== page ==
The old gold mine of “Agricola” is located within the boundaries of Conondale National Park, near the town of Kenilworth, approximately 100 kilometres North West of Brisbane. Kenilworth lies on a tourist route through the Sunshine Coast hinterland, in pristine mountainous rainforest. The area had been the site of a previous gold mine, in the seventies, under the designation Unnamed -638521. The site was purchased by Astrik Resources NL., and after many months of consultation with Queensland Government and the Department of Mines, work on the site was started in June of 1987.
Rigid construction and operational requirements imposed by the Queensland Government have been designed to minimise the impact on the forest and water supply in the local area. Mainly Booloumba Creek, which crosses the lease and Boondaroo Creek, on the leases northern boundary. A tight reign had to be kept on a lease of only 16 hectares, measuring 800 metres by 300 metres, within Kenilworth State Forest.
Construction progressed quickly, and by October, nearly 100 construction workers and Astrik staff were working two shifts a day, seven days a week. Opening production was set for November. Construction included building potable water storage tanks, a gold room building, leach tanks, a ball mill, and a reagent mixing plant.
Photograph on left: Top. Leaching tanks, with the ball mill, being assembled above and to the left.
Second left: No.1 pit. The drill at the left is being used for further exploration of the ore body.
Bottom left: Gold room under construction at left. The squat tank will hold catholyte (pregnant solution). Reagent mixing plant is to the right.
Hoped For Output.
Testing on site looked promising. Lode 1: Measured Mineral Resource: 82,000 tonnes of ore @ 4.50 g/t of Gold, for 369 kilograms gold.
Lode 2: Measured Mineral Resource: 174,000 tonnes of ore @ 5.50 g/t of gold, for 957 kilograms gold.
Lode 3: Measured Mineral Resource: 150,000 tonnes of ore @ 5.00 g/t of gold, for 750 kilograms gold.
It was hoped that an output of 30,000 ounces a year could be achieved in a closed circuit situation, with the tailings from the carbon-in-pulp plant stored on site, and the process water being recycled.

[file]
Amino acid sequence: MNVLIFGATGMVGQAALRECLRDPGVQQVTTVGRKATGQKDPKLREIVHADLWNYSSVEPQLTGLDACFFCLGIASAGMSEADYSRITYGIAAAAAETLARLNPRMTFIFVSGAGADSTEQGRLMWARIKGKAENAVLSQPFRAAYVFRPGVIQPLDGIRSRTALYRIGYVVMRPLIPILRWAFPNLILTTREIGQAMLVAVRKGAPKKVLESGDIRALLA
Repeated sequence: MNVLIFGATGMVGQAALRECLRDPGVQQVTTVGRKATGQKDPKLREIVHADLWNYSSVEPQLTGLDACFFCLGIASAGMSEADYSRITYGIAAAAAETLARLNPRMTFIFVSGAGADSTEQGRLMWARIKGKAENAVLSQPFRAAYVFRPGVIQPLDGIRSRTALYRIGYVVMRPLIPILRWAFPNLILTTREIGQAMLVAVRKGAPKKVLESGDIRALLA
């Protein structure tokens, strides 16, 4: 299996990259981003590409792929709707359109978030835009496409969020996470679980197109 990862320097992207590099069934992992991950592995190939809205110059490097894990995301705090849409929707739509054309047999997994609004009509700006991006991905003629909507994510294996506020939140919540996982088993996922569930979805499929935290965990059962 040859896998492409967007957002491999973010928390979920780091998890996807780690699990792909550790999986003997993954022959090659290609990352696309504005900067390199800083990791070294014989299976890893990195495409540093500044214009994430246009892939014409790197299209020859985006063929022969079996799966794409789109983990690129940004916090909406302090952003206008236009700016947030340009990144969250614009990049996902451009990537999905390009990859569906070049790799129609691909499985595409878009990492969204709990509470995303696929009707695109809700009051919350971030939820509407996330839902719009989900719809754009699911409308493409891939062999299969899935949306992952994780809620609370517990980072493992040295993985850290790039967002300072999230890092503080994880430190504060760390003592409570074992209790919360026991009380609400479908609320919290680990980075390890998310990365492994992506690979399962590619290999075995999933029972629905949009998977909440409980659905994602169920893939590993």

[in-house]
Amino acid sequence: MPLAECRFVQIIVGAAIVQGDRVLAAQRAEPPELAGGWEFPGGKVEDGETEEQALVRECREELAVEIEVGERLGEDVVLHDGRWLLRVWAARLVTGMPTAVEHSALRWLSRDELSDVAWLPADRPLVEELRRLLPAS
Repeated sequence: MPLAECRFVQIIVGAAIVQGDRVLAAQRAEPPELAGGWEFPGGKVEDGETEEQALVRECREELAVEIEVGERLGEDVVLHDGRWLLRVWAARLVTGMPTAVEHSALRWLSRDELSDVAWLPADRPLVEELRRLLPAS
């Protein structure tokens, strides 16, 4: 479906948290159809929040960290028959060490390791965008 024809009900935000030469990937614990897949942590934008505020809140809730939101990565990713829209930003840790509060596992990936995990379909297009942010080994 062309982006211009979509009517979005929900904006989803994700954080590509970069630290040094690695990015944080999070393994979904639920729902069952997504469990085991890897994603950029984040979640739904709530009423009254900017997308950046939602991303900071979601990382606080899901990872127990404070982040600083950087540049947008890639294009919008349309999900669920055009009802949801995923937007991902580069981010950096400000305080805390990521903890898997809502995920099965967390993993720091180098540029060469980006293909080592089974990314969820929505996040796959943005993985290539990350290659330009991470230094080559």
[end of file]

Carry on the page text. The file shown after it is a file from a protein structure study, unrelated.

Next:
Local community initially supported the development of the mine, on the basis of employment and business opportunities. A power line was even driven over the mountains to supply electricity for the mine, at a cost of over a $1,000,000.00.
Eventually things began to go downhill for Astrik, the gold was not quite as abundant as hoped for, and the high level of copper in the ore made it more expensive to treat. It became unviable to continue digging the ore.
A new plan was proposed, to truck ore in from all over South-east Queensland for treatment at Astrik’s state of the art plant, high in the Conondale National Park. Kenilworth faced the prospect of a 25 tonne ore truck passing through town every quarter hour, the only respite between midnight and dawn.
Then the accident happened. A truck transporting drums of cyanide up the winding roads near Kilcoy, on route to the mine, lost six drums. Two of the drums burst open, spilling cyanide into the local waterways and residential area. Rumours abounded that the Conondale Range Committee, had bribed the truck driver to lose the drums.
Government inspectors began to find defects in the containment walls to the pits. No.2 pit was crumbling and there was unstable structure on the southern wall and below the cyanide mixing tanks.
State Cabinet vetoed the trucking proposal and soon after, in 1989, Astrik was declared bankrupt and announced that it would not be able to carry out the necessary rehabilitation of the mine site.